Jacket: The Limited (similar splurge, similar save): Top: c/o Aeropostale; Jeans: Gap; Scarf: c/o Aeropostale; Boots: c/o Lulu*s (similar); Bag: Gigi New York
Portland is a bubble. Of good food and an awesome diversity of events. There's a festival or gathering or event of some sort every single week. There are workshops and tours and pub crawls. There are store openings and crafting events and shows and comedy tours. Just last night, I went out with a colleague to an industrial bar for poutine and burgers and then stopped by the Madewell store opening where they were offering amazing pastries, snacks, and inspired champagne cocktails. On Sunday, I am attending a blogger meetup that's all about styling flowers and accessories and enhancing your photography skills. And there are oyster festivals, champagne festivals, beer festivals, and jazz festivals right on the horizon. All within about a mile of my house. And near my workplace. It's a city, albeit a small one, that cares a lot about having an awesome time at all times. Sometimes I forget that there are other places where these kinds of opportunities don't exist and aren't in walking distance from home.
There's a big stigma about Portland people being really weird and really snobby about their city. And uh-oh, I'm headed straight for an episode of Portlandia, because it's quickly happening to me. Ben and I find ourselves pitching a fit when there isn't more than one specialty, local microbrew IPA on tap at any given restaurant. Luckily, that rarely happens in Portland. Even the most generic restaurants seem to have a brew operation going on, or at the very least, are carrying some awesome micro and craft brews on tap.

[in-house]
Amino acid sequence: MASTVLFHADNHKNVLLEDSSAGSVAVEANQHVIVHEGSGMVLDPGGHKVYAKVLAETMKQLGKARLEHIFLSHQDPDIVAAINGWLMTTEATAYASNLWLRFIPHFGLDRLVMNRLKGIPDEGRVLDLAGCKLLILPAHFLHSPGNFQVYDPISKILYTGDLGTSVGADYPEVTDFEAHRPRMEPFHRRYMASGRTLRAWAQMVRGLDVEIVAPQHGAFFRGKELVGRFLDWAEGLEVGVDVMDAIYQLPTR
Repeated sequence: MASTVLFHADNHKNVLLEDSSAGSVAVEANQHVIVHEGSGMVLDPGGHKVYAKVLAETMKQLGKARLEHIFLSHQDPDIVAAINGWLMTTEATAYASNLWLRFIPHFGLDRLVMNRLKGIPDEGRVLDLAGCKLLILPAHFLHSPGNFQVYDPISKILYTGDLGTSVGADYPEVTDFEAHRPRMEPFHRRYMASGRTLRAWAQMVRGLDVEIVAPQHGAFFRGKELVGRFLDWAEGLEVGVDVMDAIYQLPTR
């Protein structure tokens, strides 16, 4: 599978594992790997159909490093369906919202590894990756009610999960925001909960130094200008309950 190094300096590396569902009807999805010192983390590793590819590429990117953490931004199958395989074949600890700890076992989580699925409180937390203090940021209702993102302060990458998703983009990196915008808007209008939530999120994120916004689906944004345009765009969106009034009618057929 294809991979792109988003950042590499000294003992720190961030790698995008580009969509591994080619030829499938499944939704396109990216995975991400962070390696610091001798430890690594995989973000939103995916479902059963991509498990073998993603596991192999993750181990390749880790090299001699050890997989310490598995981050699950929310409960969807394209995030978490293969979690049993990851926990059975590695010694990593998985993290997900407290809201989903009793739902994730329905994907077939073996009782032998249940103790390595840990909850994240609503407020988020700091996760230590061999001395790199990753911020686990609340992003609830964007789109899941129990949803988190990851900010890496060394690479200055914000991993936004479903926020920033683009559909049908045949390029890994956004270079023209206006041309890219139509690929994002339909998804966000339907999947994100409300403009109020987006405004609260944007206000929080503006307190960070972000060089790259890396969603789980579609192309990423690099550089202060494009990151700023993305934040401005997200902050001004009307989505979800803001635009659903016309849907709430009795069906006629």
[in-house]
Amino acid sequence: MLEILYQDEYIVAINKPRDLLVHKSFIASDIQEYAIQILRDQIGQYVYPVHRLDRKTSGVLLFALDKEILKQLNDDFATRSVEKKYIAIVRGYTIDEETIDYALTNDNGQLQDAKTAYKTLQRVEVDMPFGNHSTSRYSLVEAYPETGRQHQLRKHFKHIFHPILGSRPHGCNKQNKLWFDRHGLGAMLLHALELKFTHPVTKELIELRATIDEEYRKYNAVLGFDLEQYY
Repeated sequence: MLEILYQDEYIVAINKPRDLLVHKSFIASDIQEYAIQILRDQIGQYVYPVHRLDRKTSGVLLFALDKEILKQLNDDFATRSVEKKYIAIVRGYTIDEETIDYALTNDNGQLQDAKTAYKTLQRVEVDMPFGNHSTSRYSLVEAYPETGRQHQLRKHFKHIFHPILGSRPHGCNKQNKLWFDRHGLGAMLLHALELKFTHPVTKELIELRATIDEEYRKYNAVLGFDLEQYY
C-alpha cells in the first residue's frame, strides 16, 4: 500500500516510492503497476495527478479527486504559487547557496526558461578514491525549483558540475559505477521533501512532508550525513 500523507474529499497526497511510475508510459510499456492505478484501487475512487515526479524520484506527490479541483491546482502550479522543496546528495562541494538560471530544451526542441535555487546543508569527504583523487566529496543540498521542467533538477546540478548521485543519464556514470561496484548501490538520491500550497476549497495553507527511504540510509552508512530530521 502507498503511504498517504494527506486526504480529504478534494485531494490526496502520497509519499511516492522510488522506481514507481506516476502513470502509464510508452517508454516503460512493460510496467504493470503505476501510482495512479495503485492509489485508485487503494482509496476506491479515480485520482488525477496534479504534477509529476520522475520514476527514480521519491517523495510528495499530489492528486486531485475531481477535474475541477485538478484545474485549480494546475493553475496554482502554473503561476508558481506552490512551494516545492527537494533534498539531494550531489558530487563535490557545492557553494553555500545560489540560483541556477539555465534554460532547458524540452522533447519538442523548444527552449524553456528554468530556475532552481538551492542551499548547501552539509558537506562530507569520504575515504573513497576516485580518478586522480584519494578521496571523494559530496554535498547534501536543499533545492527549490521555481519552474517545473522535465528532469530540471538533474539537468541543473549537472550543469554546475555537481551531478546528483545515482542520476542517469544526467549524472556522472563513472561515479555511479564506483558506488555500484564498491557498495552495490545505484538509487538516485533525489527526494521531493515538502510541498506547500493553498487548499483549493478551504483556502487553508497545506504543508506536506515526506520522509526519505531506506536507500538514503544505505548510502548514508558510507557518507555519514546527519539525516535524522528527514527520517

When we hear about people going to national chain restaurants on the weekends, giant question marks pop up above our heads. There's so much good food here in Portland that there is legitimately never a reason to eat at a national chain restaurant. There's no excuse for Claimjumpers, or Outback, or Quiznos in Portland. We've got Lebanese and Ethiopian, Czech and Mauritian, Hawaiian and North Indian, Portuguese and Spanish food on literally every corner. For probably less money than a dry steak at Outback.
In summation, the show Portlandia is a very real cautionary tale about what happens when you move to Portland. You start getting fancy ideas about what food and beer options should be available to you. You start to think that $13 cocktails in tiny cups filled with locally brewed espresso and locally made vodka are your right as a Portlandite. You drink your iced coffee on nitro because it's normal. You start to believe that every single weekend you should have another food-and-drink festival to attend happily. The Portland-15 lbs is a real thing and the "did my paycheck go entirely to brunch?!" is a question you may find yourself asking.